U.S. House Resolution 1553, to which about one third of House Republicans have signed on, would in fact give Israel a green light for striking Iran’s nuclear facilities. Repeating ad nauseam perceived threats by Iran and, in particular its president Ahmadinejad, of Israel and even the U.S., and certain misconceptions as regards Iran’s alleged violation of its obligations as signatory of the Nuclear Non-proliferation Treaty (NPT) the resolution reads,
“Whereas the United States does not want or seek war with Iran, but it will continue to keep all options open to prevent Iran from obtaining nuclear weapons: Now, therefore, be it
Resolved, That the House of Representatives –
(1) condemns the Government of the Islamic Republic of Iran for its threats of annihilating” the United States and the State of Israel, for its continued support of international terrorism, and for its incitement of genocide of the Israeli people;
(2) supports using all means of persuading the Government of Iran to stop building and acquiring nuclear weapons;
(3) reaffirms the United States bond with Israel and pledges to continue to work with the Government of Israel and the people of Israel to ensure that their sovereign nation continues to receive critical economic and military assistance, including missile defense capabilities, needed to address the thread of Iran; and
(4) expresses support for Israel’s right to use all means necessary to confront and eliminate nuclear threats posed by Iran, defend Israeli sovereignty, and protect the lives and safety of the Israeli people, including the use of military force if no other peaceful solution can be found within reasonable time.” (Emphasis added.)
This comes after the foreseeable shipwreck of the so-called ‘swap deal’ of last year’s negotiations with Iran and its revival in the Tehran Declaration angrily prohibited. After new UN, and U.S. unilateral, sanctions imposed on Iran. It comes at a time when U.S. intelligence has not been able to provide a new National Intelligence Estimate (NIE) on the Iranian ‘threat’ which purpose is to revert the controversial 2007 NIE having stated that Iran had halted its alleged military nuclear program in 2003 and not resumed in late 2007. And after an allegedly defected nuclear scientist, Shahram Amiri, has probably turned out to be a double agent and returned to Iran.
Israel is currently again entertaining possible scenarios for an attack. As Batsheva Sobelman for the Babylon & Beyond blog kindly translates:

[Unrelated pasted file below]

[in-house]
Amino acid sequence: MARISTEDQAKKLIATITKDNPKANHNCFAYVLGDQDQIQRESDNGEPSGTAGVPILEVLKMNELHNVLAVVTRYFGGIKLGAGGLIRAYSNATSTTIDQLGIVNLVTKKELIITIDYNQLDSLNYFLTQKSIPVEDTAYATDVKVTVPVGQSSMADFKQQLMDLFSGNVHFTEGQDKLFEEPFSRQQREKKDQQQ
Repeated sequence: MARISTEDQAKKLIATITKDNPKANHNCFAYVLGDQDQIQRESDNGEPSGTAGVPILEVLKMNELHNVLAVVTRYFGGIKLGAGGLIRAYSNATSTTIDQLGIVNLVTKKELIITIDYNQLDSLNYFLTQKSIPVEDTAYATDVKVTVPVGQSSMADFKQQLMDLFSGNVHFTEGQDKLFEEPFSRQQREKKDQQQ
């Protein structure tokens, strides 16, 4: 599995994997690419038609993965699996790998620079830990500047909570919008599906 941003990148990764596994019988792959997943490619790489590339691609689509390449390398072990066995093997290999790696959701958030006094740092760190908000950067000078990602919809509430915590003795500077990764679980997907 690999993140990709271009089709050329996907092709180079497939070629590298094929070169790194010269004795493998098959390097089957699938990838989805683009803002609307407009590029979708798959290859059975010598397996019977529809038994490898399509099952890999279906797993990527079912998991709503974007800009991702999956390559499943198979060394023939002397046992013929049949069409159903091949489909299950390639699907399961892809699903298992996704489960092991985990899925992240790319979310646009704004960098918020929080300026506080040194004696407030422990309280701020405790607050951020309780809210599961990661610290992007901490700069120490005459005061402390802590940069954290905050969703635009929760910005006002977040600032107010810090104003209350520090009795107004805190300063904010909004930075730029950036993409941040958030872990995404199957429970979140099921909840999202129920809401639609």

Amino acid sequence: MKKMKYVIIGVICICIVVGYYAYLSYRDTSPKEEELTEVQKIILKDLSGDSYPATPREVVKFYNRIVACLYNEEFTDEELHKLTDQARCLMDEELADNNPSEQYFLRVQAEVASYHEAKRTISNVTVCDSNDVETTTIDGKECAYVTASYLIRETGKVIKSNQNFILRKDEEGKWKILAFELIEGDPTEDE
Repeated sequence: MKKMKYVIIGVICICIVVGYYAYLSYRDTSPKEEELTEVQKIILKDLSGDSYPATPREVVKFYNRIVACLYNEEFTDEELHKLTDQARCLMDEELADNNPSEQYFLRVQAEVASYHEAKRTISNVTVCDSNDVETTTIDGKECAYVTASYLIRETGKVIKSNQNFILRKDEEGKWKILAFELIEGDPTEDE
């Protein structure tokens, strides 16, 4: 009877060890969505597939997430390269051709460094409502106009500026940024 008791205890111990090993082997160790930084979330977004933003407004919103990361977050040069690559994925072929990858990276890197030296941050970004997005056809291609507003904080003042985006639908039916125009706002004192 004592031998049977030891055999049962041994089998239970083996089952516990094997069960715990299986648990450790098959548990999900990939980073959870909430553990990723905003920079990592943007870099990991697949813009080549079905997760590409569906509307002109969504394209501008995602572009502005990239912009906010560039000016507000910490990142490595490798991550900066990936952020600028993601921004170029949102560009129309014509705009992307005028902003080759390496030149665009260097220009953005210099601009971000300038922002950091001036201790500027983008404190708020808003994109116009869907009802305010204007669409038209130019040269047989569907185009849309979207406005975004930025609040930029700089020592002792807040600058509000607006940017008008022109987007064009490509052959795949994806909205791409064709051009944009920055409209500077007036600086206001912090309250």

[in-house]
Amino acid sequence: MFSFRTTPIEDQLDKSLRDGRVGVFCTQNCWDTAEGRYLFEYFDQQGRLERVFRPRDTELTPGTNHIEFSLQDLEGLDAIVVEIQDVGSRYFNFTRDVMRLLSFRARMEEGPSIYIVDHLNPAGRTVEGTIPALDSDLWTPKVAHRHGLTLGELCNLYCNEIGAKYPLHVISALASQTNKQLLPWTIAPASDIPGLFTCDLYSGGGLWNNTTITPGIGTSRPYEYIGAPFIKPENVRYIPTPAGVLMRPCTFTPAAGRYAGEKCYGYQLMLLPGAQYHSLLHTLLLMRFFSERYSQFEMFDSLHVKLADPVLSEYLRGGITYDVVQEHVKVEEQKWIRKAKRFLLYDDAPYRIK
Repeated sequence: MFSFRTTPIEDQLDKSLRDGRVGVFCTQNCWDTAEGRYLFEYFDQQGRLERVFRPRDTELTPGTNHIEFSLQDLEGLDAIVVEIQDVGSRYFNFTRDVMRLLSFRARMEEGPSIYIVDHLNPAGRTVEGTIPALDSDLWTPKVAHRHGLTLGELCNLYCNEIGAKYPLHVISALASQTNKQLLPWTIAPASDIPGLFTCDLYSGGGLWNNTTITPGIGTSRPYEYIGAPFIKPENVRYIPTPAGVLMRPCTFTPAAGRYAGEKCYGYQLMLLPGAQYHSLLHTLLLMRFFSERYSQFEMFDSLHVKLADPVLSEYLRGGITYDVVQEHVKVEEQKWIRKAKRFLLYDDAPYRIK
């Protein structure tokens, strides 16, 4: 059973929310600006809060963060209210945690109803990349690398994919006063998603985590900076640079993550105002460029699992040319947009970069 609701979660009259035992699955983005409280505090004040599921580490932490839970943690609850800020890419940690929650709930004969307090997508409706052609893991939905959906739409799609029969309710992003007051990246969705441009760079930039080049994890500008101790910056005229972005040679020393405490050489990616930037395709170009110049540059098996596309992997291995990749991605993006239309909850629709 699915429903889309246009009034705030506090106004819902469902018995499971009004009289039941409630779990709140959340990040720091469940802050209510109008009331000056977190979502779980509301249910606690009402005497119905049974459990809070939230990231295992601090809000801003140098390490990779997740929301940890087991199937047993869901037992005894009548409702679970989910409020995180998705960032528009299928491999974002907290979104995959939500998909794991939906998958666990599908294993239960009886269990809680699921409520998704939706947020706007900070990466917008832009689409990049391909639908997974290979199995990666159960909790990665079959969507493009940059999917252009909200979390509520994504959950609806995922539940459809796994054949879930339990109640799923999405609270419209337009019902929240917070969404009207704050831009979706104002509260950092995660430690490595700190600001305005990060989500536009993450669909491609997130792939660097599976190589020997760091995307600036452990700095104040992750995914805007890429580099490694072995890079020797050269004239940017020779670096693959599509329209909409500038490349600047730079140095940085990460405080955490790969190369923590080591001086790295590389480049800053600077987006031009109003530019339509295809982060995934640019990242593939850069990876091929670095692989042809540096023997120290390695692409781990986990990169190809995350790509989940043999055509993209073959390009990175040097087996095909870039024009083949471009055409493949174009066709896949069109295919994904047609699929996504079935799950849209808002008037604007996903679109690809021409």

“From Israel to Saudi Arabia and then to Iran. 1,600 km, refueling over Saudi Arabia. The only scenario that allows passing through one country’s airspace.
From Israel to Jordan and then to Iran. 1,600 km, refueling over Iraq, not far from border with Iran. Israel would have to get permission from two countries for use of airspace.
From Israel to Jordan, then Saudi Arabia, then to Iran. 2,000 km, refueling over Saudi Arabia near its borders with Iraq and Kuwait. Recent reports that Saudi Arabia granted silent permission for Israel to use its airspace were denied.
From Israel to Syria, then to Turkey, then to Iran. 1,800 km, refueling over southeast Turkey, near its borders with Iraq and Iran. Considering Israel’s nose-diving relations with Turkey, use of Turkish airspace is not taken for granted.
From Israel to Syria, then to Iraq and on to Iran. 1,500 km, refueling over north Iraq. It’s a shortcut but pretty unlikely, said the report.”
I suppose, it is clear to everyone that one way of effectively obliterating Iran’s deeply dug-in nuclear facilities would be using at least median-range missiles with nuclear warheads, for example, the Jericho II. The above scenarios are also missing the fact that Israel has already deployed submarines equipped with nuclear cruise missiles in the Persian Gulf, near the Iranian coastline.
Given Israel’s ambiguity in any nuclear matters, scenarios involving air strikes with fighter jets and airspace permissions are highly unlikely in fact misleading.
Note that the map has been posted by Michael McCullough on his blog exactly one year ago.
Last update July 24, 2010.
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